Mortensen and James Holt were the
last several seasons, its a given that
preseason attention will largely be
devoted to gauging how their alma
mater will go about replacing them.
The trios departure is as big a hit to
the team as any but dont overlook the
offensive lines similar challenge.
Edited by Justin Hilley
By Stephen montemayor
smontemayor@kansan.com
THE
FULL MONTY
mLB
Cardinals player to return,
but likely in diferent role
ST. LOUIS Khalil Greene will
likely be at a new position when
he returns to the Cardinals from an
absence caused by anxiety issues.
Greene has been playing third
base instead of his usual spot, short-
stop, during a rehab assignment he
began last week.
Manager Tony La Russa said
switching positions could lessen the
pressure on Greene. Plus, the team
still needs a fll-in for injured third
baseman Troy Glaus.
The Cardinals also have two good
alternatives at shortstop with Bren-
dan Ryan and rookie Tyler Greene.
Khalil Greene was hitting .200
with a team-high seven errors. Ryan
was hitting .299 and Tyler Greene
was at .262.

Associated Press

This isnt all! For the rest of
this blog and more of
The Full Monty, check out
Kansan.com.
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c a m p u s c l o t h c a m p u s c l o t h c a m p u s c l o t h c a m p u s c l o t h
1
wednesday, june 17, 2009
sports
23
pga
Woods prepares for U.S. Open
BY DOUG FERGUSON
Associated Press
FARMINGDALE, N.Y. Tiger
Woods began his final practice
round of the U.S. Open by hitting
a 5-wood for his second shot on a
par 4, which is rare for someone
with his power.
Ive already hit too many 3-irons
on par 4s today, he said.
The scorecard at Bethpage Black
shows an additional 212 yards from
2002, when Woods was the only
player to finish under par and won
the U.S. Open by three shots over
Phil Mickelson.
With soggy turf and rain part of
every forecast, the Black feels even
longer.
This is probably the most dif-
ficult golf course weve faced from
tee to green, Woods said Tuesday.
Obviously, its not the green com-
plexes this week certainly not
Oakmont, or its not Winged Foot.
But from tee to green, this golf
course is all you want. With the
weather coming in here this week,
its only going to get longer and
harder. And its going to be even
more difficult.
And that could be right up his
alley.
Woods has been on the fast track
in the majors for as long as he has
been a pro, and more history could
await this week.
Add to that Woods 65 in the
final round to win the Memorial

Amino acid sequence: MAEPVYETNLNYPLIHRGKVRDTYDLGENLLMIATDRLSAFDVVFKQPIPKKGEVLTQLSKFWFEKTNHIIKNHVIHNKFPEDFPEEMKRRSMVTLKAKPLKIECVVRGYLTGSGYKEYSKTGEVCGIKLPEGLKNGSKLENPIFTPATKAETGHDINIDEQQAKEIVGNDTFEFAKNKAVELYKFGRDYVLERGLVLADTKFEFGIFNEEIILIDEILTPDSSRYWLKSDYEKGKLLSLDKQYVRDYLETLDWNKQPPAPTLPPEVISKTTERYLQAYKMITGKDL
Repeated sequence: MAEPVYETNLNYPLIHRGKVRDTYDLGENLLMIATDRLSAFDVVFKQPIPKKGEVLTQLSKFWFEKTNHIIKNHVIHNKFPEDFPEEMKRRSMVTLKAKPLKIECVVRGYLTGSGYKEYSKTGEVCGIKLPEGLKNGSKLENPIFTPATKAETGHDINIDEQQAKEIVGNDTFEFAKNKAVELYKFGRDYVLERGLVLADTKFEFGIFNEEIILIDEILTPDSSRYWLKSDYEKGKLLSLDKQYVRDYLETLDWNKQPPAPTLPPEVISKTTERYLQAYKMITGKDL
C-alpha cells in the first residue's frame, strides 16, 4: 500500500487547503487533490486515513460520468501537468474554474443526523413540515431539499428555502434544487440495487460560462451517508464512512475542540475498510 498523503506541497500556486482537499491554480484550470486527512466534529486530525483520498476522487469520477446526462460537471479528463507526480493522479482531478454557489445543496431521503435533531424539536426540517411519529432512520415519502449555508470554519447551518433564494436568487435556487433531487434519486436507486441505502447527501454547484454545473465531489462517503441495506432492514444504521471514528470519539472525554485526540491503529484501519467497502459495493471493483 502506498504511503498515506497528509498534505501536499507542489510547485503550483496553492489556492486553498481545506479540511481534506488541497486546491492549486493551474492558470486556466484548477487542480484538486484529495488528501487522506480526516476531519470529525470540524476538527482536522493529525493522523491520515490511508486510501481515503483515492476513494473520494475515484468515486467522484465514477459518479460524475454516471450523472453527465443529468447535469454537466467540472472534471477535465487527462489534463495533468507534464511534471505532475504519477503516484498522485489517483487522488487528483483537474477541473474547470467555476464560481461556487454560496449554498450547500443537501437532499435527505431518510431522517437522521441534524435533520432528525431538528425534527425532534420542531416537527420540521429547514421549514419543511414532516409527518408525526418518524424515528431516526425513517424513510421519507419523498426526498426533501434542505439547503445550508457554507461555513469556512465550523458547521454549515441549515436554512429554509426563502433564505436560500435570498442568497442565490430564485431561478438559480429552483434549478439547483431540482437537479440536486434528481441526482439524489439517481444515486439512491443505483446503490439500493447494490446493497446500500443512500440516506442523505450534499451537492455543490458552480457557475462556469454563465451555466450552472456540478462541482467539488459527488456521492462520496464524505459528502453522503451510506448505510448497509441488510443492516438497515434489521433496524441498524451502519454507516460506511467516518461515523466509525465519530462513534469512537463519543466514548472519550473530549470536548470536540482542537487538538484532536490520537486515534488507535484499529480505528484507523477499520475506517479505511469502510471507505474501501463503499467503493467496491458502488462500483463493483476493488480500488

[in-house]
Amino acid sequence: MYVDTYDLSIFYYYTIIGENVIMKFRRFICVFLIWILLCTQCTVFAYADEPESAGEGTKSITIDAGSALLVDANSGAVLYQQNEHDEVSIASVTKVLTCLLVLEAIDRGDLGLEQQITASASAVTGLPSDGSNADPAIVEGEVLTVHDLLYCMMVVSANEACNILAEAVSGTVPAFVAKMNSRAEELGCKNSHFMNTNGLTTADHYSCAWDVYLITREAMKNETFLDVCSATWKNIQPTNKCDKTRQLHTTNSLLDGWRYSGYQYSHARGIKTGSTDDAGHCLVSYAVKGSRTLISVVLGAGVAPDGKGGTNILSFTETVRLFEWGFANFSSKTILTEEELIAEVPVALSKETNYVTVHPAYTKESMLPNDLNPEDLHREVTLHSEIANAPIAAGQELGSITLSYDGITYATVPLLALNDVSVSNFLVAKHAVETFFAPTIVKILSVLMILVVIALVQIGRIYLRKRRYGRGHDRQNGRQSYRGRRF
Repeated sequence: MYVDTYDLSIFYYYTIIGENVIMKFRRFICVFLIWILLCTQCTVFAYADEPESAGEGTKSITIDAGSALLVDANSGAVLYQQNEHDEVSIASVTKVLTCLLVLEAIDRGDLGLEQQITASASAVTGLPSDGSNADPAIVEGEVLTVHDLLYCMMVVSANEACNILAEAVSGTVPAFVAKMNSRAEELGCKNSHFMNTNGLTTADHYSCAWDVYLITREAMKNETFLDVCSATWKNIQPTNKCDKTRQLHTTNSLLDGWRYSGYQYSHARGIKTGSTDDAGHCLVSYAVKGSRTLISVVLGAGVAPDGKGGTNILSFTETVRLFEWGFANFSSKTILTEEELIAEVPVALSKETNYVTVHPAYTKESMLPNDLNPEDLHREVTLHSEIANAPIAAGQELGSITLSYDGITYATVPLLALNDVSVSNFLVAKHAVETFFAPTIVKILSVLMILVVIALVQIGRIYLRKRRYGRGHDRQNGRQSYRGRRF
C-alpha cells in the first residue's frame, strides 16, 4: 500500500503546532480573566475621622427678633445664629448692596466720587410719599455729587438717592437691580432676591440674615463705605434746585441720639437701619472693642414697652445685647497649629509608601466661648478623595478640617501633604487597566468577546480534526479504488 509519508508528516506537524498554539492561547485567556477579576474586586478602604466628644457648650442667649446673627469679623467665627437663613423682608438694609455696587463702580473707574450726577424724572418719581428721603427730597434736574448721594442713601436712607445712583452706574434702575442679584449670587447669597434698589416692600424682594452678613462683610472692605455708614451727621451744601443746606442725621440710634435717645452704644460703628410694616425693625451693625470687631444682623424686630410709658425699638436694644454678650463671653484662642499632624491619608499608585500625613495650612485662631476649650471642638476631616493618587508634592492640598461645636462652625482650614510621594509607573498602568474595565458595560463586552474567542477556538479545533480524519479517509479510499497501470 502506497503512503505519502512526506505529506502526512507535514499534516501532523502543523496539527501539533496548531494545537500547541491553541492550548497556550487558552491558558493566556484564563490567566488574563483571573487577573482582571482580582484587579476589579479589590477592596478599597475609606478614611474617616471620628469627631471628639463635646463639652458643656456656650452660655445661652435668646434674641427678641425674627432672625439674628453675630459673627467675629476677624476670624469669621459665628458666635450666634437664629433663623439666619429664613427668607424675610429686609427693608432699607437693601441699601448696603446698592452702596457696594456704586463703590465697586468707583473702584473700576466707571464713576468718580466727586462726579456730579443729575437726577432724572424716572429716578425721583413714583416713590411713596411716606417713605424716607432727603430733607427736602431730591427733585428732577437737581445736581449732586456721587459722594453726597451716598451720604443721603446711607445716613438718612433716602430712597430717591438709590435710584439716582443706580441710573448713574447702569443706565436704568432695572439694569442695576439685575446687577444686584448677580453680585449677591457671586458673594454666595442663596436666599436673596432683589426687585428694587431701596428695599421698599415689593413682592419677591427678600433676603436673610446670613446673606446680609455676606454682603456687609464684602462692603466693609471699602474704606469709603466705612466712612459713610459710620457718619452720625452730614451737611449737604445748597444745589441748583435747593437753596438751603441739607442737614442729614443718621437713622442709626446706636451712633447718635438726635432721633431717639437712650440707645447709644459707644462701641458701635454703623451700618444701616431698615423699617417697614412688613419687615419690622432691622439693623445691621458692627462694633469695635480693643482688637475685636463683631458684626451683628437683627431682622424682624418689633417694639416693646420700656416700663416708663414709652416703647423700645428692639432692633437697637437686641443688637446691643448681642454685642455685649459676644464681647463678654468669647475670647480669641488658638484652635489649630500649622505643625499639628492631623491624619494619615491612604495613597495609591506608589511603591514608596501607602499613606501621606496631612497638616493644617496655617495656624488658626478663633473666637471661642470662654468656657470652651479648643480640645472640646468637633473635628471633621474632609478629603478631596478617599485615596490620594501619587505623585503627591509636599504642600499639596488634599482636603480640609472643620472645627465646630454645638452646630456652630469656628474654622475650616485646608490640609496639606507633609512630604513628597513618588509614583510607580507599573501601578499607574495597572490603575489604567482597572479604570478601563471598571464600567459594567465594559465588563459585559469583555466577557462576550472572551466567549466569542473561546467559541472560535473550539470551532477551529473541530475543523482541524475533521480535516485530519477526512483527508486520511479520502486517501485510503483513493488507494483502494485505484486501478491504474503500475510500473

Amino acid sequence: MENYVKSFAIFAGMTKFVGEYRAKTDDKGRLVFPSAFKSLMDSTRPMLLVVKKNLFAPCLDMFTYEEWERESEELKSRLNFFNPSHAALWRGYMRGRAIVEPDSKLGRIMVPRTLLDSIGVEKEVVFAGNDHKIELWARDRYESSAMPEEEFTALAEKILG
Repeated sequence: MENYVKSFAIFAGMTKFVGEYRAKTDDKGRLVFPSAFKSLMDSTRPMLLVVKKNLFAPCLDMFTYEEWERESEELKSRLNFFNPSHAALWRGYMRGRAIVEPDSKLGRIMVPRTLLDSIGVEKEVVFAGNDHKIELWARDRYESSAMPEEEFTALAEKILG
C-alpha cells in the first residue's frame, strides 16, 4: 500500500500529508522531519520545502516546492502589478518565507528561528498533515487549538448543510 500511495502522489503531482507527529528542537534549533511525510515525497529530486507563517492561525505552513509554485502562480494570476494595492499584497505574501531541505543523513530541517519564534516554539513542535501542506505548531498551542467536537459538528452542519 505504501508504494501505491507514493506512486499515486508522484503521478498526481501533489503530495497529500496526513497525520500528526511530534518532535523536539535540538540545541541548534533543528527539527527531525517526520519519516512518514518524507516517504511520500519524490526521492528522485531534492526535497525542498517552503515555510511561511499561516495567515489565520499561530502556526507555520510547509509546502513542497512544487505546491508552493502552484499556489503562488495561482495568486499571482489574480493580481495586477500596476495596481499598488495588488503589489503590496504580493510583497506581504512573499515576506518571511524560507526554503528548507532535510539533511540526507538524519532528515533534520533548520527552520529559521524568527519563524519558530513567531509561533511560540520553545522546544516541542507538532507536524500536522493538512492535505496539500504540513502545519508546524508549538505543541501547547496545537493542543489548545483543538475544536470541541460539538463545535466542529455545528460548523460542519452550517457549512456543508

two weeks ago, and he is an over-
whelming favorite.
Thats where this chance for a
repeat started for Woods.
In a victory no less spectacular
even a year later, he won his 14th
major by playing on only one good
leg. Ligaments in his left knee were
shredded, and Woods had a double
stress fracture in his left leg, but still
managed to beat Rocco Mediate in
a playoff before having surgery a
week later that ended his season.
You have to have every facet
of your game going, Woods said.
Generally, this is the hardest major
we face year in and year out.
As for Woods?
I like my chances in any major,
he said.
MLB
Brewers triumph
against Indians,
Fielder slams
ASSOCIATED PRESS
CLEVELAND Prince Fielder hit
a go-ahead grand slam in Milwaukees
six-run eighth inning and the Brewers
rallied to beat the Cleveland Indians
14-12 on Monday night.
Fielder fnished with a career-high
six RBIs for the NL Central-leading
Brewers, who won for just the second
time in their last eight games. Ryan
Braun homered and drove in fve
runs.
Todd Cofey (2-1) pitched 1 1-3
scoreless innings to pick up the win
and Trevor Hofman got three outs for
his 16th save.
Victor Martinez, Shin-Soo Choo,
Mark DeRosa and Travis Hafner hom-
ered for Cleveland. Hafners three-run
shot in the sixth gave the Indians a
12-7 lead.
Milwaukee rallied in the eighth,
taking advantage when Cleveland re-
lievers Luis Vizcaino and Matt Herges
walked the bases loaded. Rafael Perez
(1-2) replaced Herges afer Brauns
infeld single cut the Indians lead to
12-9.
Fielder hit Perezs frst pitch into
the seats in right-center feld for his
16th homer and frst career slam. Mat
Gamel added an RBI single later in the
inning.
Some people live for the
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Stay tuned for Secret Shopper
prizes throughout the
Summer!
JUNE 3, 10, 17, 24
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Come by our table every
Wednesday in front of
Stauffer-Flint Hall
WEEKLY SUMMER EDITION WEDNESDAY, JULY23, 2008
VOLUME 118 ISSUE 155
P. 13
Student looks for his
biological parents,
nds himself
Finished football
complex boasts
amenities that rival
most ve-star hotels
Former KU athlete
qualies for 2008
Olympics with lengthy
javelin throw
Mindy Ricketts/KANSAN
Tyshawn Taylor, a native of NewJersey, is one of seven newcomers to the Kansas basketball team. Taylor and his six cohorts moved to Lawrence this
summer in preparation for the upcoming season. Read more about Taylor and his teammates on p. 18.
Keeping it fresh
Kansas basketball welcomes
seven new faces to campus
P. 26
P. 22
1
Wednesday Thursday Friday Saturday Sunday Monday Tuesday
$2 Imports
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$3 Guiness
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$1 Wells
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Stay cool with this great offer! 50% off 24oz Iced Lattes
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Offer ends June 24
Everyday special: One slice, salad & a drink-$6.35